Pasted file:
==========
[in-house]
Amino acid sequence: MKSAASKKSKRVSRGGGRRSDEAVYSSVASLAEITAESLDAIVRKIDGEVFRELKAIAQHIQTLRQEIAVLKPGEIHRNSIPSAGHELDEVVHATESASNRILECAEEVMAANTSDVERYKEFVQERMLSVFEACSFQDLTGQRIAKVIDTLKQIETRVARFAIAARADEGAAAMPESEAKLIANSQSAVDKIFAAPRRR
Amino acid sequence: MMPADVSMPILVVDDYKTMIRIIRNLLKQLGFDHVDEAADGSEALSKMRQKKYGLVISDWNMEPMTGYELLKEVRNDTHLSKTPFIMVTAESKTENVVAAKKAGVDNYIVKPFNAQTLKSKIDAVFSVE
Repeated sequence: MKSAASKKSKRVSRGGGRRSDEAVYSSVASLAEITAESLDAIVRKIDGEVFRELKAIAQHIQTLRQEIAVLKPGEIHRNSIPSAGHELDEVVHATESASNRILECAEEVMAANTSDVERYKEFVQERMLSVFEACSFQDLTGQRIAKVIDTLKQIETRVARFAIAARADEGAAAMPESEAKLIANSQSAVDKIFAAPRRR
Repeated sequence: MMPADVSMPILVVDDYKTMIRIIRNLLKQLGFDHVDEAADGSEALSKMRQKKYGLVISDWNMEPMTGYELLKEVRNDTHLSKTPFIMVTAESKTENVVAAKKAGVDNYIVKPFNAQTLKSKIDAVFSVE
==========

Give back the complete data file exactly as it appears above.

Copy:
[in-house]
Amino acid sequence: MKSAASKKSKRVSRGGGRRSDEAVYSSVASLAEITAESLDAIVRKIDGEVFRELKAIAQHIQTLRQEIAVLKPGEIHRNSIPSAGHELDEVVHATESASNRILECAEEVMAANTSDVERYKEFVQERMLSVFEACSFQDLTGQRIAKVIDTLKQIETRVARFAIAARADEGAAAMPESEAKLIANSQSAVDKIFAAPRRR
Amino acid sequence: MMPADVSMPILVVDDYKTMIRIIRNLLKQLGFDHVDEAADGSEALSKMRQKKYGLVISDWNMEPMTGYELLKEVRNDTHLSKTPFIMVTAESKTENVVAAKKAGVDNYIVKPFNAQTLKSKIDAVFSVE
Repeated sequence: MKSAASKKSKRVSRGGGRRSDEAVYSSVASLAEITAESLDAIVRKIDGEVFRELKAIAQHIQTLRQEIAVLKPGEIHRNSIPSAGHELDEVVHATESASNRILECAEEVMAANTSDVERYKEFVQERMLSVFEACSFQDLTGQRIAKVIDTLKQIETRVARFAIAARADEGAAAMPESEAKLIANSQSAVDKIFAAPRRR
Repeated sequence: MMPADVSMPILVVDDYKTMIRIIRNLLKQLGFDHVDEAADGSEALSKMRQKKYGLVISDWNMEPMTGYELLKEVRNDTHLSKTPFIMVTAESKTENVVAAKKAGVDNYIVKPFNAQTLKSKIDAVFSVE